In January, the Chicago area starts to see more regular snow cover, and many of our native plants are resting beneath the protective blanket of white. Splashes of color are few and far between in the brown, gray and white landscape. Winterberry (Ilex verticillata) is in the spotlight this month, its bright red berries a welcome sight for both people and overwintering birds.
Winterberry is a member of the holly family (Aquifoliaceae) and is native to northeastern Illinois. It is seen occasionally in damp woodland edges, soggy thickets and on rocky riverbanks. It likes to live in part shade, wet to moist situations that replicate its natural habitat, with acidic soil that is sandy or peaty being ideal. It can do well in alkaline soil but will not tolerate dry conditions. Unlike the evergreen holly that is seen in many Christmas decorations, winterberry is deciduous, dropping its leaves in winter.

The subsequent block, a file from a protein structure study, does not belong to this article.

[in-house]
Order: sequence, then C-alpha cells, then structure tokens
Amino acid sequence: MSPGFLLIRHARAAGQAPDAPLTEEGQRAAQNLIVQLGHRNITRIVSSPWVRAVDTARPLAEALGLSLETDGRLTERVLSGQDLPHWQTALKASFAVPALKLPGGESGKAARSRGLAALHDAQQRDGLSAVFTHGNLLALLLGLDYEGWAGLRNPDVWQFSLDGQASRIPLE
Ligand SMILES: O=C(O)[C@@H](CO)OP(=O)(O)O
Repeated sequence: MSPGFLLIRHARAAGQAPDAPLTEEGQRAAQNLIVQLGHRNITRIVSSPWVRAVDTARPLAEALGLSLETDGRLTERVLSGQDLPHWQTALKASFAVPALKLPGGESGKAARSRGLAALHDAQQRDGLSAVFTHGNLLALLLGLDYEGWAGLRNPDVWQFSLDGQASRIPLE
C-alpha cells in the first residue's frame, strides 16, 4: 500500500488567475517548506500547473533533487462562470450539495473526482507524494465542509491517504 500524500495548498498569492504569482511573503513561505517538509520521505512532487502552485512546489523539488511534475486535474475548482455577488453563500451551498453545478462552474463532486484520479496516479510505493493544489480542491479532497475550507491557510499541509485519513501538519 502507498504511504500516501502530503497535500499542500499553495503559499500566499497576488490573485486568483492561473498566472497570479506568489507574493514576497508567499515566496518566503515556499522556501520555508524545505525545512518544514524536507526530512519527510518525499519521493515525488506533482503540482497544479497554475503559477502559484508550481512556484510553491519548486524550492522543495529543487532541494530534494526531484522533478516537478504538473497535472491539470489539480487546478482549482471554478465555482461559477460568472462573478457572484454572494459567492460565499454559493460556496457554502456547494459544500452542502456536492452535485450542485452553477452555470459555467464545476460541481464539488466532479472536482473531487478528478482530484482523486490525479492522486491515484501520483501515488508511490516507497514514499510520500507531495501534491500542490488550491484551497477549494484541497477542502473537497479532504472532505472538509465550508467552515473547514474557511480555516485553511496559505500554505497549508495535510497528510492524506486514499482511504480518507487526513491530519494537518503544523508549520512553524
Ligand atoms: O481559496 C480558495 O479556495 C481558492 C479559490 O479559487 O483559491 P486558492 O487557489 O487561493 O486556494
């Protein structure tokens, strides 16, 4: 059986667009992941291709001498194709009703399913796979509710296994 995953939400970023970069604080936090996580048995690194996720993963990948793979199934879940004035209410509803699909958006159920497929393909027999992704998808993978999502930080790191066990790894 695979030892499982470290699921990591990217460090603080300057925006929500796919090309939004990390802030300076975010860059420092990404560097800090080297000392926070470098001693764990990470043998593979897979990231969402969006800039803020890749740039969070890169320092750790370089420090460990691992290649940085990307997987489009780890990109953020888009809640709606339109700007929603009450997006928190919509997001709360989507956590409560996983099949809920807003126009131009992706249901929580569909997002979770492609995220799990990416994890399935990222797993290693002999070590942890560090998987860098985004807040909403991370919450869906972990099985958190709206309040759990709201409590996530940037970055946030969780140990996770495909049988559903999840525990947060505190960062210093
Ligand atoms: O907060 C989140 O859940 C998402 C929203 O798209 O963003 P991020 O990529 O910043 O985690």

It is prized for its long-lasting red berries that persist well into the winter, brightening the landscape and serving as emergency late-season food for a variety of birds, as well as the occasional white-footed mouse or white-tailed deer. Winterberry has separate male and female plants, and only the females produce berries. At least one male plant is needed for several female plants to ensure production of the berries that follow fertilization of the tiny flowers. Sometimes bisexual flowers are also produced, but the best way to be sure of fruit set is to have both male and female plants. Winterberry is often sold unsexed, so it’s a good idea to plant 3–5 individuals to have a better chance of having at least one of each.
Ilex verticillata can grow to be 6 to 9 feet tall and wide, or larger in an optimal location, so it’s best used in a spacious landscape. It is fairly disease and pest tolerant and works well in many different styles of gardens.
Written by Betsy Seff